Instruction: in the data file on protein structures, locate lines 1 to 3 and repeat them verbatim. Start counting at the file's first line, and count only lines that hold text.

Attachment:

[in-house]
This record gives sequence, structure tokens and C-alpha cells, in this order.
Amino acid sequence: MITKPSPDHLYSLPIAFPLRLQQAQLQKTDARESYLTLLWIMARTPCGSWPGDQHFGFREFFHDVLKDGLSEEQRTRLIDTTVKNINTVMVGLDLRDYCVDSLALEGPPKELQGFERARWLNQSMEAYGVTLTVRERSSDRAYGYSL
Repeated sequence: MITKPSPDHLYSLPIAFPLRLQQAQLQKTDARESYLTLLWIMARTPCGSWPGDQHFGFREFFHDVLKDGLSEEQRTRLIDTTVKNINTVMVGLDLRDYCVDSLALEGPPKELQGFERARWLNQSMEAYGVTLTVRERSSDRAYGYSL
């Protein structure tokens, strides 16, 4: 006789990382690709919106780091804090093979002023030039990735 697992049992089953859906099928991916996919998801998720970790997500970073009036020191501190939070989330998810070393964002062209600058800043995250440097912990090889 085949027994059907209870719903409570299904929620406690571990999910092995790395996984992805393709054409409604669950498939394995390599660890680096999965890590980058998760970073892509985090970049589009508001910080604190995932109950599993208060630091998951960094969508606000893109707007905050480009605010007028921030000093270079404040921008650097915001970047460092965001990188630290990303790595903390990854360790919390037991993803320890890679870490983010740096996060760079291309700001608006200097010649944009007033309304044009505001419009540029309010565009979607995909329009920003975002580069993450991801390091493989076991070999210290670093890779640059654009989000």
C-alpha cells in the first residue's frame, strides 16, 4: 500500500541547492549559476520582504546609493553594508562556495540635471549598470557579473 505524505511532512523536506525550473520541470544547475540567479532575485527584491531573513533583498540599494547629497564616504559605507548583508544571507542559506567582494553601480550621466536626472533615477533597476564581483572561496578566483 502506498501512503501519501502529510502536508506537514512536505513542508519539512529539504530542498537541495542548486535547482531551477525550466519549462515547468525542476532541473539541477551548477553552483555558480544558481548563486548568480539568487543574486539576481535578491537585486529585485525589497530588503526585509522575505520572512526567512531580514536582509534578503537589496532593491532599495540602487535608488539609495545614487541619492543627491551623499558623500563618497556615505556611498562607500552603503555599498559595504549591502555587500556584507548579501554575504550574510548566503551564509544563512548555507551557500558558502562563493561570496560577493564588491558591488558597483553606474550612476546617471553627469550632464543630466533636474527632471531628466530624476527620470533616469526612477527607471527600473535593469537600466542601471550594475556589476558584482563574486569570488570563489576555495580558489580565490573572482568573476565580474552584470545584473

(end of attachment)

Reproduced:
[in-house]
This record gives sequence, structure tokens and C-alpha cells, in this order.
Amino acid sequence: MITKPSPDHLYSLPIAFPLRLQQAQLQKTDARESYLTLLWIMARTPCGSWPGDQHFGFREFFHDVLKDGLSEEQRTRLIDTTVKNINTVMVGLDLRDYCVDSLALEGPPKELQGFERARWLNQSMEAYGVTLTVRERSSDRAYGYSL